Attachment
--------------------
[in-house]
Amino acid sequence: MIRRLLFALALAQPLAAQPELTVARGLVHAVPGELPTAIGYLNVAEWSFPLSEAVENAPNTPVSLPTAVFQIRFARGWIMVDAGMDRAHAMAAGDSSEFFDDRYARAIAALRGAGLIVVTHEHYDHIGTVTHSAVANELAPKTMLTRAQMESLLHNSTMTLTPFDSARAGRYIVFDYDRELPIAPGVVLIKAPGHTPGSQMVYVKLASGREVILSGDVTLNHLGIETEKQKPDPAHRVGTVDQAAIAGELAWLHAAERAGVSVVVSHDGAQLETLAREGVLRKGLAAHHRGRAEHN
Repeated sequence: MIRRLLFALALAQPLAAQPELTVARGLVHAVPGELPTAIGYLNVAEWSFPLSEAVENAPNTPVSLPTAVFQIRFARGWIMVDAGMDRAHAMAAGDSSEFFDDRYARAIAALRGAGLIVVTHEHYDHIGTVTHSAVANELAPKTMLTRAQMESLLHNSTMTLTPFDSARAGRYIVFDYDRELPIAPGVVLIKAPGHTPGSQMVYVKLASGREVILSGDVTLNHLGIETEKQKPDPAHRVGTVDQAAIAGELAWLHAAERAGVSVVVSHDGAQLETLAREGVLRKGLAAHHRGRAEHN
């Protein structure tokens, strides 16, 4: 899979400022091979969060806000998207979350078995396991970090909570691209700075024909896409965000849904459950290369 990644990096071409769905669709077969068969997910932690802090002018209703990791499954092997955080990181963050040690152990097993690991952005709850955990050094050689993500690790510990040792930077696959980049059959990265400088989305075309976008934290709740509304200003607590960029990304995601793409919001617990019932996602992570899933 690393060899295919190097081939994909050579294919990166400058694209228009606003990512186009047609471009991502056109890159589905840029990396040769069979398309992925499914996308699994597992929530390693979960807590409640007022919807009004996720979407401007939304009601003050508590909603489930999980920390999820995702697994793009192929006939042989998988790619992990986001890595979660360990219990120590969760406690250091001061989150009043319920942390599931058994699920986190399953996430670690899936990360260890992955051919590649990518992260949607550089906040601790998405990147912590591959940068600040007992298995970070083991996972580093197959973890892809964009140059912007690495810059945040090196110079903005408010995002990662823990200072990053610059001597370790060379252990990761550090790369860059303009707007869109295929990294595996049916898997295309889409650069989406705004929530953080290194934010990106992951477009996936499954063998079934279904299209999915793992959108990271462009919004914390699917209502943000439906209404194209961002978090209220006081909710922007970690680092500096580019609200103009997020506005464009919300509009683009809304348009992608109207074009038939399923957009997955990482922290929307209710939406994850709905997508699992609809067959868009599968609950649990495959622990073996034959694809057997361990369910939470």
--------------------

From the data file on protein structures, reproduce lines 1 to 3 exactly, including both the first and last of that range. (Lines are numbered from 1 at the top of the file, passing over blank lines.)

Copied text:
[in-house]
Amino acid sequence: MIRRLLFALALAQPLAAQPELTVARGLVHAVPGELPTAIGYLNVAEWSFPLSEAVENAPNTPVSLPTAVFQIRFARGWIMVDAGMDRAHAMAAGDSSEFFDDRYARAIAALRGAGLIVVTHEHYDHIGTVTHSAVANELAPKTMLTRAQMESLLHNSTMTLTPFDSARAGRYIVFDYDRELPIAPGVVLIKAPGHTPGSQMVYVKLASGREVILSGDVTLNHLGIETEKQKPDPAHRVGTVDQAAIAGELAWLHAAERAGVSVVVSHDGAQLETLAREGVLRKGLAAHHRGRAEHN
Repeated sequence: MIRRLLFALALAQPLAAQPELTVARGLVHAVPGELPTAIGYLNVAEWSFPLSEAVENAPNTPVSLPTAVFQIRFARGWIMVDAGMDRAHAMAAGDSSEFFDDRYARAIAALRGAGLIVVTHEHYDHIGTVTHSAVANELAPKTMLTRAQMESLLHNSTMTLTPFDSARAGRYIVFDYDRELPIAPGVVLIKAPGHTPGSQMVYVKLASGREVILSGDVTLNHLGIETEKQKPDPAHRVGTVDQAAIAGELAWLHAAERAGVSVVVSHDGAQLETLAREGVLRKGLAAHHRGRAEHN